They Spent Months Protesting Corruption. Now What?

They Spent Months Protesting Corruption. Now What?

Transatlantic Media Fellowship

HBS Media Fellow Emily Tamkin traveled to Bratislava to report on a wave of anti-corruption protests. 

Creator: Kiwiev. Public Domain.

This article was first published by Foreign Policy on September 29, 2017 as part of our Transatlantic Media Fellowship program.

This week, for the third time, thousands of high school and university students swarmed the streets of Bratislava, the capital and largest city of Slovakia (it is still quite small). They were, once again, protesting corruption. They were, once again, calling for the resignation of the interior minister, reputed to have ties to shady businessmen, as well as a top cop and a top prosecutor. They were, once again, bound to be disappointed. Everybody is still in office and going nowhere fast.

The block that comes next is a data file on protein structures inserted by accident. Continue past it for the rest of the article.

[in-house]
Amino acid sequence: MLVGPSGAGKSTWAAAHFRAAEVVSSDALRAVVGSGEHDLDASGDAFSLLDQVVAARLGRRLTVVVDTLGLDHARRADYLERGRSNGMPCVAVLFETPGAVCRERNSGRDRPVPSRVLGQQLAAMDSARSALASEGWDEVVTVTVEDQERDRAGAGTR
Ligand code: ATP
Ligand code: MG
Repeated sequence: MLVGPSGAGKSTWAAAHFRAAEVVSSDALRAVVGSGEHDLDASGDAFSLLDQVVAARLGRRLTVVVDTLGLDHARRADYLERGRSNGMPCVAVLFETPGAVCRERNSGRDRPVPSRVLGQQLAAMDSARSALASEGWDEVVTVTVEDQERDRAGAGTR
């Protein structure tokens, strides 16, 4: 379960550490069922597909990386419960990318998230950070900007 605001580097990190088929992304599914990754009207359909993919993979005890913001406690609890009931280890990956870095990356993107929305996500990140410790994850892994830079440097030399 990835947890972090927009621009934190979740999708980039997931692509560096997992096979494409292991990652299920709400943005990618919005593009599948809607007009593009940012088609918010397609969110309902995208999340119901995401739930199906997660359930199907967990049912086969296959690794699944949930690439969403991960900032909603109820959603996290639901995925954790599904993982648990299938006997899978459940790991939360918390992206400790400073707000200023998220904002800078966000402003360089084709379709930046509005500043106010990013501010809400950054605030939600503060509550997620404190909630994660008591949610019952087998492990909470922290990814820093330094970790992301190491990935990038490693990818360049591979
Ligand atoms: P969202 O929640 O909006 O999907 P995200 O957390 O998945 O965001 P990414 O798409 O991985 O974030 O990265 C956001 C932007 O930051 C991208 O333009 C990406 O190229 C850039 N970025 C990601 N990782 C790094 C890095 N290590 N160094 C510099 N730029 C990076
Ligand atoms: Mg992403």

Which raises a question: After a season of fervent, heartfelt protests that have pounded the cobblestones from Bratislava to Bucharest, giving a sclerotic system a good shake — what now? How can the resistance find something to stand for? What happens to anti-corruption protesters after the anti-corruption protests wither away?

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Please note that the views expressed by the author do not necessarily reflect those of the Heinrich Böll Foundation.

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